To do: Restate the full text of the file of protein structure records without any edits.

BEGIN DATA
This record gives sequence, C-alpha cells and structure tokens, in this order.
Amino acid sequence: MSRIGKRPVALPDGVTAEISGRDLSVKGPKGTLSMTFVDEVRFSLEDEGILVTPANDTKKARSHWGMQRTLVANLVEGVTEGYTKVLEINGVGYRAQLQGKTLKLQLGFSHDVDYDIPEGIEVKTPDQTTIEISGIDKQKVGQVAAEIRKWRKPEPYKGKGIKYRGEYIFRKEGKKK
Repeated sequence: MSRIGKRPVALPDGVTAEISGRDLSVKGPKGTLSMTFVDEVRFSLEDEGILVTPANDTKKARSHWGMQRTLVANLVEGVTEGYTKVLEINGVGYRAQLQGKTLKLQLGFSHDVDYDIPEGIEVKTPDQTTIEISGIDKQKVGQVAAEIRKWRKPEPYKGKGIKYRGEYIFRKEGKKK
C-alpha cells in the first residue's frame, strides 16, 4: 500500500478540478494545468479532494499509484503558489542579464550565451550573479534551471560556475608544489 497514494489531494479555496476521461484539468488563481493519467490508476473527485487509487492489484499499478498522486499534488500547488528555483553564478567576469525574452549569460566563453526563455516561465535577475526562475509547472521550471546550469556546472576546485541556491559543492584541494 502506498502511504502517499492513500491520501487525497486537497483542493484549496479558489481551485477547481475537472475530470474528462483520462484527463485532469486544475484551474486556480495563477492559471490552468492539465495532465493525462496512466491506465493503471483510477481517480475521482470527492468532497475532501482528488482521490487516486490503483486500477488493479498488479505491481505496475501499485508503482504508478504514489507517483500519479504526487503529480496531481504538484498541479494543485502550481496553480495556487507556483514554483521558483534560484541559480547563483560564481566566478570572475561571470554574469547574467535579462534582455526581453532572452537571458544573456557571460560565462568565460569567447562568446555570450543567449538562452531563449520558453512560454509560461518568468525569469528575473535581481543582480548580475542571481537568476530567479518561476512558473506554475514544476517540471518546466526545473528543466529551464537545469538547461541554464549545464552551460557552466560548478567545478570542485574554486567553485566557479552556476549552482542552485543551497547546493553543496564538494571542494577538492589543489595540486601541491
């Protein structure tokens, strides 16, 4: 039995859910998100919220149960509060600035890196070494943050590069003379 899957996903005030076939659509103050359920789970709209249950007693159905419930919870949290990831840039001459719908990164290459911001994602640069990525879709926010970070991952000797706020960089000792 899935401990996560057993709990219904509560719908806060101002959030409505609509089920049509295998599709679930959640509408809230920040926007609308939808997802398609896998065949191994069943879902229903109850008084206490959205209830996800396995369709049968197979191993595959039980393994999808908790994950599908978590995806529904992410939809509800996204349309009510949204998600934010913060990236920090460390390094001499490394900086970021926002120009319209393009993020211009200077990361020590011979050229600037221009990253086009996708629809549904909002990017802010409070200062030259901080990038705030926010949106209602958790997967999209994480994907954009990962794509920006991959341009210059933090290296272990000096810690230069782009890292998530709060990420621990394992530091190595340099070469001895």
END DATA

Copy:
This record gives sequence, C-alpha cells and structure tokens, in this order.
Amino acid sequence: MSRIGKRPVALPDGVTAEISGRDLSVKGPKGTLSMTFVDEVRFSLEDEGILVTPANDTKKARSHWGMQRTLVANLVEGVTEGYTKVLEINGVGYRAQLQGKTLKLQLGFSHDVDYDIPEGIEVKTPDQTTIEISGIDKQKVGQVAAEIRKWRKPEPYKGKGIKYRGEYIFRKEGKKK
Repeated sequence: MSRIGKRPVALPDGVTAEISGRDLSVKGPKGTLSMTFVDEVRFSLEDEGILVTPANDTKKARSHWGMQRTLVANLVEGVTEGYTKVLEINGVGYRAQLQGKTLKLQLGFSHDVDYDIPEGIEVKTPDQTTIEISGIDKQKVGQVAAEIRKWRKPEPYKGKGIKYRGEYIFRKEGKKK
C-alpha cells in the first residue's frame, strides 16, 4: 500500500478540478494545468479532494499509484503558489542579464550565451550573479534551471560556475608544489 497514494489531494479555496476521461484539468488563481493519467490508476473527485487509487492489484499499478498522486499534488500547488528555483553564478567576469525574452549569460566563453526563455516561465535577475526562475509547472521550471546550469556546472576546485541556491559543492584541494 502506498502511504502517499492513500491520501487525497486537497483542493484549496479558489481551485477547481475537472475530470474528462483520462484527463485532469486544475484551474486556480495563477492559471490552468492539465495532465493525462496512466491506465493503471483510477481517480475521482470527492468532497475532501482528488482521490487516486490503483486500477488493479498488479505491481505496475501499485508503482504508478504514489507517483500519479504526487503529480496531481504538484498541479494543485502550481496553480495556487507556483514554483521558483534560484541559480547563483560564481566566478570572475561571470554574469547574467535579462534582455526581453532572452537571458544573456557571460560565462568565460569567447562568446555570450543567449538562452531563449520558453512560454509560461518568468525569469528575473535581481543582480548580475542571481537568476530567479518561476512558473506554475514544476517540471518546466526545473528543466529551464537545469538547461541554464549545464552551460557552466560548478567545478570542485574554486567553485566557479552556476549552482542552485543551497547546493553543496564538494571542494577538492589543489595540486601541491
């Protein structure tokens, strides 16, 4: 039995859910998100919220149960509060600035890196070494943050590069003379 899957996903005030076939659509103050359920789970709209249950007693159905419930919870949290990831840039001459719908990164290459911001994602640069990525879709926010970070991952000797706020960089000792 899935401990996560057993709990219904509560719908806060101002959030409505609509089920049509295998599709679930959640509408809230920040926007609308939808997802398609896998065949191994069943879902229903109850008084206490959205209830996800396995369709049968197979191993595959039980393994999808908790994950599908978590995806529904992410939809509800996204349309009510949204998600934010913060990236920090460390390094001499490394900086970021926002120009319209393009993020211009200077990361020590011979050229600037221009990253086009996708629809549904909002990017802010409070200062030259901080990038705030926010949106209602958790997967999209994480994907954009990962794509920006991959341009210059933090290296272990000096810690230069782009890292998530709060990420621990394992530091190595340099070469001895």